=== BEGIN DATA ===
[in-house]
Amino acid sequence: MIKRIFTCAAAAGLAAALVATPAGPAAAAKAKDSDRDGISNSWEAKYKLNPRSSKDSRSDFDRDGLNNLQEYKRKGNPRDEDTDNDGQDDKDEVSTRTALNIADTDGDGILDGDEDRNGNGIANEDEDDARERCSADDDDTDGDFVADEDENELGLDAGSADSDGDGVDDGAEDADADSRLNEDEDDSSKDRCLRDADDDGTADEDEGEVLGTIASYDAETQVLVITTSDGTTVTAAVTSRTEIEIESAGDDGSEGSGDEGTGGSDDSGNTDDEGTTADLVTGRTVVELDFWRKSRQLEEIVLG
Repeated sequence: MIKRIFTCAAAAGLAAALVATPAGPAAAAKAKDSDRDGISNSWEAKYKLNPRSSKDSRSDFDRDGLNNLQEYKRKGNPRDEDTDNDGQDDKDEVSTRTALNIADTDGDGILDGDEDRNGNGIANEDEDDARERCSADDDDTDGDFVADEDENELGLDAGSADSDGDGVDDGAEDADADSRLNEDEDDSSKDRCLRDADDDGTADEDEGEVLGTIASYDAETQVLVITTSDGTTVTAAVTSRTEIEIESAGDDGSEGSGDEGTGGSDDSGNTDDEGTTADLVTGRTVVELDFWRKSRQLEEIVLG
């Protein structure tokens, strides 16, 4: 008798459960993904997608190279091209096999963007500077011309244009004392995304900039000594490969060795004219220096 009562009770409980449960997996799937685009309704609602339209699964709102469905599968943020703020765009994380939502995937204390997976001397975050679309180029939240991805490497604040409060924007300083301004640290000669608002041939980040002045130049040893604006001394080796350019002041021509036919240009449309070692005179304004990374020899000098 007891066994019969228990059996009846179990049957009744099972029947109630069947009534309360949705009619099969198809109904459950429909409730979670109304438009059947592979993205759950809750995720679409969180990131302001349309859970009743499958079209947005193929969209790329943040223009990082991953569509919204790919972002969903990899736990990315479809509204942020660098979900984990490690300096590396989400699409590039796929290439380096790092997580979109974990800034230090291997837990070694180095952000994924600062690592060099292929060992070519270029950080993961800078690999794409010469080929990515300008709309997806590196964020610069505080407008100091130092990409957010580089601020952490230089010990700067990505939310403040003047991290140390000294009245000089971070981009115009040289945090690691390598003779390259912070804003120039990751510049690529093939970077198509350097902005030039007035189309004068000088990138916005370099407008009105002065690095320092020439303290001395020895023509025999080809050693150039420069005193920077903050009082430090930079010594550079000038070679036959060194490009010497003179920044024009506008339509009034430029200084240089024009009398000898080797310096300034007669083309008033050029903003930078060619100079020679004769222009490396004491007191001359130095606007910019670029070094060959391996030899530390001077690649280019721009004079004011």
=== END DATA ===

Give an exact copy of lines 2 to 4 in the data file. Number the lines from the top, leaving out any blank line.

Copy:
Amino acid sequence: MIKRIFTCAAAAGLAAALVATPAGPAAAAKAKDSDRDGISNSWEAKYKLNPRSSKDSRSDFDRDGLNNLQEYKRKGNPRDEDTDNDGQDDKDEVSTRTALNIADTDGDGILDGDEDRNGNGIANEDEDDARERCSADDDDTDGDFVADEDENELGLDAGSADSDGDGVDDGAEDADADSRLNEDEDDSSKDRCLRDADDDGTADEDEGEVLGTIASYDAETQVLVITTSDGTTVTAAVTSRTEIEIESAGDDGSEGSGDEGTGGSDDSGNTDDEGTTADLVTGRTVVELDFWRKSRQLEEIVLG
Repeated sequence: MIKRIFTCAAAAGLAAALVATPAGPAAAAKAKDSDRDGISNSWEAKYKLNPRSSKDSRSDFDRDGLNNLQEYKRKGNPRDEDTDNDGQDDKDEVSTRTALNIADTDGDGILDGDEDRNGNGIANEDEDDARERCSADDDDTDGDFVADEDENELGLDAGSADSDGDGVDDGAEDADADSRLNEDEDDSSKDRCLRDADDDGTADEDEGEVLGTIASYDAETQVLVITTSDGTTVTAAVTSRTEIEIESAGDDGSEGSGDEGTGGSDDSGNTDDEGTTADLVTGRTVVELDFWRKSRQLEEIVLG
């Protein structure tokens, strides 16, 4: 008798459960993904997608190279091209096999963007500077011309244009004392995304900039000594490969060795004219220096 009562009770409980449960997996799937685009309704609602339209699964709102469905599968943020703020765009994380939502995937204390997976001397975050679309180029939240991805490497604040409060924007300083301004640290000669608002041939980040002045130049040893604006001394080796350019002041021509036919240009449309070692005179304004990374020899000098 007891066994019969228990059996009846179990049957009744099972029947109630069947009534309360949705009619099969198809109904459950429909409730979670109304438009059947592979993205759950809750995720679409969180990131302001349309859970009743499958079209947005193929969209790329943040223009990082991953569509919204790919972002969903990899736990990315479809509204942020660098979900984990490690300096590396989400699409590039796929290439380096790092997580979109974990800034230090291997837990070694180095952000994924600062690592060099292929060992070519270029950080993961800078690999794409010469080929990515300008709309997806590196964020610069505080407008100091130092990409957010580089601020952490230089010990700067990505939310403040003047991290140390000294009245000089971070981009115009040289945090690691390598003779390259912070804003120039990751510049690529093939970077198509350097902005030039007035189309004068000088990138916005370099407008009105002065690095320092020439303290001395020895023509025999080809050693150039420069005193920077903050009082430090930079010594550079000038070679036959060194490009010497003179920044024009506008339509009034430029200084240089024009009398000898080797310096300034007669083309008033050029903003930078060619100079020679004769222009490396004491007191001359130095606007910019670029070094060959391996030899530390001077690649280019721009004079004011």